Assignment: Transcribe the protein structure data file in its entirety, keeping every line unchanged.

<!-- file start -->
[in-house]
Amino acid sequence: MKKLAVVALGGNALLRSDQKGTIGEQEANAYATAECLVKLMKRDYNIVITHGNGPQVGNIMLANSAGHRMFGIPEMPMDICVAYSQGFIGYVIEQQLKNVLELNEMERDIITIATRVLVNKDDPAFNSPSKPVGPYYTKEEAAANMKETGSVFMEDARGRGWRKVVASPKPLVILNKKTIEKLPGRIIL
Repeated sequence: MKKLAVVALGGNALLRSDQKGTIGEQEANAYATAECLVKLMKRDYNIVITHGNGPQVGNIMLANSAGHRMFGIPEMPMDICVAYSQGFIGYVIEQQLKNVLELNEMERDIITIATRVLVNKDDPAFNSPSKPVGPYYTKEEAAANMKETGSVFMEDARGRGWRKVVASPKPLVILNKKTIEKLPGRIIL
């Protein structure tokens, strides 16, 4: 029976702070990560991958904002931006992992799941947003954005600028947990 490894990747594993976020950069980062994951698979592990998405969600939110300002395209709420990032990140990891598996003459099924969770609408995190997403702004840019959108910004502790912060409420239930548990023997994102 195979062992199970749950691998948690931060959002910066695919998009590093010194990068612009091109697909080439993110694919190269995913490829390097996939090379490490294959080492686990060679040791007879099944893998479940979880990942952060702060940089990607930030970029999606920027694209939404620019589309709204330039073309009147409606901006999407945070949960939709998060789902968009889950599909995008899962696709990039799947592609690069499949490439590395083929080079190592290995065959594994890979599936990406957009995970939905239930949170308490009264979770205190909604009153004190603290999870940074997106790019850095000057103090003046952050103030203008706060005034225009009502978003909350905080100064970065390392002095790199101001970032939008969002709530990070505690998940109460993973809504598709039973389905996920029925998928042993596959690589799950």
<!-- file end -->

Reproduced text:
[in-house]
Amino acid sequence: MKKLAVVALGGNALLRSDQKGTIGEQEANAYATAECLVKLMKRDYNIVITHGNGPQVGNIMLANSAGHRMFGIPEMPMDICVAYSQGFIGYVIEQQLKNVLELNEMERDIITIATRVLVNKDDPAFNSPSKPVGPYYTKEEAAANMKETGSVFMEDARGRGWRKVVASPKPLVILNKKTIEKLPGRIIL
Repeated sequence: MKKLAVVALGGNALLRSDQKGTIGEQEANAYATAECLVKLMKRDYNIVITHGNGPQVGNIMLANSAGHRMFGIPEMPMDICVAYSQGFIGYVIEQQLKNVLELNEMERDIITIATRVLVNKDDPAFNSPSKPVGPYYTKEEAAANMKETGSVFMEDARGRGWRKVVASPKPLVILNKKTIEKLPGRIIL
């Protein structure tokens, strides 16, 4: 029976702070990560991958904002931006992992799941947003954005600028947990 490894990747594993976020950069980062994951698979592990998405969600939110300002395209709420990032990140990891598996003459099924969770609408995190997403702004840019959108910004502790912060409420239930548990023997994102 195979062992199970749950691998948690931060959002910066695919998009590093010194990068612009091109697909080439993110694919190269995913490829390097996939090379490490294959080492686990060679040791007879099944893998479940979880990942952060702060940089990607930030970029999606920027694209939404620019589309709204330039073309009147409606901006999407945070949960939709998060789902968009889950599909995008899962696709990039799947592609690069499949490439590395083929080079190592290995065959594994890979599936990406957009995970939905239930949170308490009264979770205190909604009153004190603290999870940074997106790019850095000057103090003046952050103030203008706060005034225009009502978003909350905080100064970065390392002095790199101001970032939008969002709530990070505690998940109460993973809504598709039973389905996920029925998928042993596959690589799950």